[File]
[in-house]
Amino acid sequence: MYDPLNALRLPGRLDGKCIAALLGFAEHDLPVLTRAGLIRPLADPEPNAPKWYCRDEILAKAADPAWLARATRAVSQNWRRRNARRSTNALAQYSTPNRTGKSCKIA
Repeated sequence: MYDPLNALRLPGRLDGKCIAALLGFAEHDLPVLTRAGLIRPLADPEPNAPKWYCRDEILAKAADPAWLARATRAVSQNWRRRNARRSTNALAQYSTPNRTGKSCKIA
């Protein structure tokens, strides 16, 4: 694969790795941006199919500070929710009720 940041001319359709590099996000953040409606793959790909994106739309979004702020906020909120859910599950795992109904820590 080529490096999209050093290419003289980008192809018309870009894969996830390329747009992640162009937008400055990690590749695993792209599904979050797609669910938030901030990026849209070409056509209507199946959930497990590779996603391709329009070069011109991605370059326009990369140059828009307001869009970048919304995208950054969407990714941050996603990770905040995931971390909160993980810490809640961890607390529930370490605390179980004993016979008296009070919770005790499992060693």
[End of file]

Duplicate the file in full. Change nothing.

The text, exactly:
[in-house]
Amino acid sequence: MYDPLNALRLPGRLDGKCIAALLGFAEHDLPVLTRAGLIRPLADPEPNAPKWYCRDEILAKAADPAWLARATRAVSQNWRRRNARRSTNALAQYSTPNRTGKSCKIA
Repeated sequence: MYDPLNALRLPGRLDGKCIAALLGFAEHDLPVLTRAGLIRPLADPEPNAPKWYCRDEILAKAADPAWLARATRAVSQNWRRRNARRSTNALAQYSTPNRTGKSCKIA
């Protein structure tokens, strides 16, 4: 694969790795941006199919500070929710009720 940041001319359709590099996000953040409606793959790909994106739309979004702020906020909120859910599950795992109904820590 080529490096999209050093290419003289980008192809018309870009894969996830390329747009992640162009937008400055990690590749695993792209599904979050797609669910938030901030990026849209070409056509209507199946959930497990590779996603391709329009070069011109991605370059326009990369140059828009307001869009970048919304995208950054969407990714941050996603990770905040995931971390909160993980810490809640961890607390529930370490605390179980004993016979008296009070919770005790499992060693």